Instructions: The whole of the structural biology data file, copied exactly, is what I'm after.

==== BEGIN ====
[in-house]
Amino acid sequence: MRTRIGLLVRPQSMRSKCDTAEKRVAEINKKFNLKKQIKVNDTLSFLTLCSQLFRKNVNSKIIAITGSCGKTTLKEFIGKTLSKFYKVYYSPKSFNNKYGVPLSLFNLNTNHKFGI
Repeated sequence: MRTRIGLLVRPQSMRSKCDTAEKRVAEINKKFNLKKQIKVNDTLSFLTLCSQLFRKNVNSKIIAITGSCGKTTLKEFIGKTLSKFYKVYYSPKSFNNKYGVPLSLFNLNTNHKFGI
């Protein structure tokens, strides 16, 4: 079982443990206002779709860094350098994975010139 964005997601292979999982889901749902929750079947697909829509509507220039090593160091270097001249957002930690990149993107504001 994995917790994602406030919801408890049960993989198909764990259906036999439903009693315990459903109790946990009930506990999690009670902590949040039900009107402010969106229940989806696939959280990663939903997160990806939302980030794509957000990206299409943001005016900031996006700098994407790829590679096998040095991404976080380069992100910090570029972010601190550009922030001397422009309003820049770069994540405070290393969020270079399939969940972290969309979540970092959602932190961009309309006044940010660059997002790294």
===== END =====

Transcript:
[in-house]
Amino acid sequence: MRTRIGLLVRPQSMRSKCDTAEKRVAEINKKFNLKKQIKVNDTLSFLTLCSQLFRKNVNSKIIAITGSCGKTTLKEFIGKTLSKFYKVYYSPKSFNNKYGVPLSLFNLNTNHKFGI
Repeated sequence: MRTRIGLLVRPQSMRSKCDTAEKRVAEINKKFNLKKQIKVNDTLSFLTLCSQLFRKNVNSKIIAITGSCGKTTLKEFIGKTLSKFYKVYYSPKSFNNKYGVPLSLFNLNTNHKFGI
């Protein structure tokens, strides 16, 4: 079982443990206002779709860094350098994975010139 964005997601292979999982889901749902929750079947697909829509509507220039090593160091270097001249957002930690990149993107504001 994995917790994602406030919801408890049960993989198909764990259906036999439903009693315990459903109790946990009930506990999690009670902590949040039900009107402010969106229940989806696939959280990663939903997160990806939302980030794509957000990206299409943001005016900031996006700098994407790829590679096998040095991404976080380069992100910090570029972010601190550009922030001397422009309003820049770069994540405070290393969020270079399939969940972290969309979540970092959602932190961009309309006044940010660059997002790294």